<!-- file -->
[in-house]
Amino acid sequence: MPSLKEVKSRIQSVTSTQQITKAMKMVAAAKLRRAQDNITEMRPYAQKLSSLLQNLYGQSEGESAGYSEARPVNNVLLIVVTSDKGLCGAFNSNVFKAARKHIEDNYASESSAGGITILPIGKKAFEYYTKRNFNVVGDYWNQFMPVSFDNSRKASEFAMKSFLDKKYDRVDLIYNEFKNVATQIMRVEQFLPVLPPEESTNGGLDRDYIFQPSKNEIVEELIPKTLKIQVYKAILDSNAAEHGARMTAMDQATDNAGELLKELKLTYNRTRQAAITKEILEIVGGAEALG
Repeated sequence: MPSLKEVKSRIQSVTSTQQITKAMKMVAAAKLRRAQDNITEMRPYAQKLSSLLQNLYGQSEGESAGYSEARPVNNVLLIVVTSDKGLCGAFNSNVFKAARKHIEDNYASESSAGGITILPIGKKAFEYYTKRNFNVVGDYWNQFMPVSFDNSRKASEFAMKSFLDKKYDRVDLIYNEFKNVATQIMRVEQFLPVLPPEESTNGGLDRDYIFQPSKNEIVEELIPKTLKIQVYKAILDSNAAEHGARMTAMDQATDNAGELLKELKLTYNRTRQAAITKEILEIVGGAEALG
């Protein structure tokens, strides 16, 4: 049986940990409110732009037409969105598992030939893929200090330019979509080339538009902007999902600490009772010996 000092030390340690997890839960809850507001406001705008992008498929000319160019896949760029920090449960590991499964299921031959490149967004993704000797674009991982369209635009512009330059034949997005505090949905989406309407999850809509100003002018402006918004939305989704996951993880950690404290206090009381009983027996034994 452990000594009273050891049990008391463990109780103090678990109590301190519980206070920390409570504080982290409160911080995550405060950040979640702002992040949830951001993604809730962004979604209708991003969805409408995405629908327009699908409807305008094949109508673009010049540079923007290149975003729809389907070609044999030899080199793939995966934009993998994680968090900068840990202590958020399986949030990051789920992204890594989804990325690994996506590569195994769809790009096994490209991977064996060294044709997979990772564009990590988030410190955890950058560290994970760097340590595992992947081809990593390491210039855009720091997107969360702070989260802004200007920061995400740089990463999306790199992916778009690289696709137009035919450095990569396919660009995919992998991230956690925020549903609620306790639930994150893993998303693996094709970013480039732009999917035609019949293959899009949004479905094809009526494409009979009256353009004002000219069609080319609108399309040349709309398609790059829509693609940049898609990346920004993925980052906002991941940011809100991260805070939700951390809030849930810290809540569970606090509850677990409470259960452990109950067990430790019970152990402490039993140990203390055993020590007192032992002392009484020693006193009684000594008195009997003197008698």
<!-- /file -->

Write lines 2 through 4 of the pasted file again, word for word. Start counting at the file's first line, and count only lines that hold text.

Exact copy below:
Amino acid sequence: MPSLKEVKSRIQSVTSTQQITKAMKMVAAAKLRRAQDNITEMRPYAQKLSSLLQNLYGQSEGESAGYSEARPVNNVLLIVVTSDKGLCGAFNSNVFKAARKHIEDNYASESSAGGITILPIGKKAFEYYTKRNFNVVGDYWNQFMPVSFDNSRKASEFAMKSFLDKKYDRVDLIYNEFKNVATQIMRVEQFLPVLPPEESTNGGLDRDYIFQPSKNEIVEELIPKTLKIQVYKAILDSNAAEHGARMTAMDQATDNAGELLKELKLTYNRTRQAAITKEILEIVGGAEALG
Repeated sequence: MPSLKEVKSRIQSVTSTQQITKAMKMVAAAKLRRAQDNITEMRPYAQKLSSLLQNLYGQSEGESAGYSEARPVNNVLLIVVTSDKGLCGAFNSNVFKAARKHIEDNYASESSAGGITILPIGKKAFEYYTKRNFNVVGDYWNQFMPVSFDNSRKASEFAMKSFLDKKYDRVDLIYNEFKNVATQIMRVEQFLPVLPPEESTNGGLDRDYIFQPSKNEIVEELIPKTLKIQVYKAILDSNAAEHGARMTAMDQATDNAGELLKELKLTYNRTRQAAITKEILEIVGGAEALG
């Protein structure tokens, strides 16, 4: 049986940990409110732009037409969105598992030939893929200090330019979509080339538009902007999902600490009772010996 000092030390340690997890839960809850507001406001705008992008498929000319160019896949760029920090449960590991499964299921031959490149967004993704000797674009991982369209635009512009330059034949997005505090949905989406309407999850809509100003002018402006918004939305989704996951993880950690404290206090009381009983027996034994 452990000594009273050891049990008391463990109780103090678990109590301190519980206070920390409570504080982290409160911080995550405060950040979640702002992040949830951001993604809730962004979604209708991003969805409408995405629908327009699908409807305008094949109508673009010049540079923007290149975003729809389907070609044999030899080199793939995966934009993998994680968090900068840990202590958020399986949030990051789920992204890594989804990325690994996506590569195994769809790009096994490209991977064996060294044709997979990772564009990590988030410190955890950058560290994970760097340590595992992947081809990593390491210039855009720091997107969360702070989260802004200007920061995400740089990463999306790199992916778009690289696709137009035919450095990569396919660009995919992998991230956690925020549903609620306790639930994150893993998303693996094709970013480039732009999917035609019949293959899009949004479905094809009526494409009979009256353009004002000219069609080319609108399309040349709309398609790059829509693609940049898609990346920004993925980052906002991941940011809100991260805070939700951390809030849930810290809540569970606090509850677990409470259960452990109950067990430790019970152990402490039993140990203390055993020590007192032992002392009484020693006193009684000594008195009997003197008698």